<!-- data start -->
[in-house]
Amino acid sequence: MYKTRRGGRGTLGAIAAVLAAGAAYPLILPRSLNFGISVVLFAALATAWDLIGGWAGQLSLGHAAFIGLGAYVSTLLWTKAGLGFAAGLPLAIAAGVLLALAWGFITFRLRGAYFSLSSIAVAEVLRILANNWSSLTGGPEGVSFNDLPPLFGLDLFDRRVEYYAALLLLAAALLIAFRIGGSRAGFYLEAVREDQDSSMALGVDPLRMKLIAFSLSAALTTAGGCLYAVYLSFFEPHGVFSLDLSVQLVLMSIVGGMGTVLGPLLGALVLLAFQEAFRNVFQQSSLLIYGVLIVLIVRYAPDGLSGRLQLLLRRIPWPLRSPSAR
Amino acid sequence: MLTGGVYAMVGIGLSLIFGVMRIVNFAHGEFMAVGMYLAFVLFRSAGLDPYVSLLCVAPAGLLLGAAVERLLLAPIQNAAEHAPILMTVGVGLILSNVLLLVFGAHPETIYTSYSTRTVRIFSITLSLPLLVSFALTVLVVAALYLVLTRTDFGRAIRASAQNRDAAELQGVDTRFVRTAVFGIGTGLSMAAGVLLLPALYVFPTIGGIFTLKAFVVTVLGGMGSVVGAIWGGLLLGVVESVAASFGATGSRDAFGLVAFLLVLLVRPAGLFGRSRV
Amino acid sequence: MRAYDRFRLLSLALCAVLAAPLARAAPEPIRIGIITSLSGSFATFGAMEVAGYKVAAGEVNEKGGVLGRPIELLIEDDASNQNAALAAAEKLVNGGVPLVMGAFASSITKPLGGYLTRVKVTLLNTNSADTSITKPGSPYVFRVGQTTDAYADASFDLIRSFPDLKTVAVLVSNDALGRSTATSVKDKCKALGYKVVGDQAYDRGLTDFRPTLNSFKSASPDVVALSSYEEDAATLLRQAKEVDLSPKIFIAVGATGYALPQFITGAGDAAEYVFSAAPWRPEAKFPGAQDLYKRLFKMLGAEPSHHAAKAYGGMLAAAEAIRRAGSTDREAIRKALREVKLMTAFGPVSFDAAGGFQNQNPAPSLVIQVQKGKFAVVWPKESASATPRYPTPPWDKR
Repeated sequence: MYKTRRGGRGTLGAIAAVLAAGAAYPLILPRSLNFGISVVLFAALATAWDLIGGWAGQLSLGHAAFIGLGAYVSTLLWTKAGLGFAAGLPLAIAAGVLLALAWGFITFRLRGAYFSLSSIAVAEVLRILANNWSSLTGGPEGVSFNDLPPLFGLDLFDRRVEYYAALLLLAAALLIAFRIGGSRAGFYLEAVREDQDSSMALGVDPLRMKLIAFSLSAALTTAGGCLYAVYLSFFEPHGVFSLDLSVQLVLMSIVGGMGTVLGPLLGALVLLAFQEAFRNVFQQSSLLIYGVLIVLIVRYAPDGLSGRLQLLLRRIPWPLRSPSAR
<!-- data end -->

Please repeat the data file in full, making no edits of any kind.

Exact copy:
[in-house]
Amino acid sequence: MYKTRRGGRGTLGAIAAVLAAGAAYPLILPRSLNFGISVVLFAALATAWDLIGGWAGQLSLGHAAFIGLGAYVSTLLWTKAGLGFAAGLPLAIAAGVLLALAWGFITFRLRGAYFSLSSIAVAEVLRILANNWSSLTGGPEGVSFNDLPPLFGLDLFDRRVEYYAALLLLAAALLIAFRIGGSRAGFYLEAVREDQDSSMALGVDPLRMKLIAFSLSAALTTAGGCLYAVYLSFFEPHGVFSLDLSVQLVLMSIVGGMGTVLGPLLGALVLLAFQEAFRNVFQQSSLLIYGVLIVLIVRYAPDGLSGRLQLLLRRIPWPLRSPSAR
Amino acid sequence: MLTGGVYAMVGIGLSLIFGVMRIVNFAHGEFMAVGMYLAFVLFRSAGLDPYVSLLCVAPAGLLLGAAVERLLLAPIQNAAEHAPILMTVGVGLILSNVLLLVFGAHPETIYTSYSTRTVRIFSITLSLPLLVSFALTVLVVAALYLVLTRTDFGRAIRASAQNRDAAELQGVDTRFVRTAVFGIGTGLSMAAGVLLLPALYVFPTIGGIFTLKAFVVTVLGGMGSVVGAIWGGLLLGVVESVAASFGATGSRDAFGLVAFLLVLLVRPAGLFGRSRV
Amino acid sequence: MRAYDRFRLLSLALCAVLAAPLARAAPEPIRIGIITSLSGSFATFGAMEVAGYKVAAGEVNEKGGVLGRPIELLIEDDASNQNAALAAAEKLVNGGVPLVMGAFASSITKPLGGYLTRVKVTLLNTNSADTSITKPGSPYVFRVGQTTDAYADASFDLIRSFPDLKTVAVLVSNDALGRSTATSVKDKCKALGYKVVGDQAYDRGLTDFRPTLNSFKSASPDVVALSSYEEDAATLLRQAKEVDLSPKIFIAVGATGYALPQFITGAGDAAEYVFSAAPWRPEAKFPGAQDLYKRLFKMLGAEPSHHAAKAYGGMLAAAEAIRRAGSTDREAIRKALREVKLMTAFGPVSFDAAGGFQNQNPAPSLVIQVQKGKFAVVWPKESASATPRYPTPPWDKR
Repeated sequence: MYKTRRGGRGTLGAIAAVLAAGAAYPLILPRSLNFGISVVLFAALATAWDLIGGWAGQLSLGHAAFIGLGAYVSTLLWTKAGLGFAAGLPLAIAAGVLLALAWGFITFRLRGAYFSLSSIAVAEVLRILANNWSSLTGGPEGVSFNDLPPLFGLDLFDRRVEYYAALLLLAAALLIAFRIGGSRAGFYLEAVREDQDSSMALGVDPLRMKLIAFSLSAALTTAGGCLYAVYLSFFEPHGVFSLDLSVQLVLMSIVGGMGTVLGPLLGALVLLAFQEAFRNVFQQSSLLIYGVLIVLIVRYAPDGLSGRLQLLLRRIPWPLRSPSAR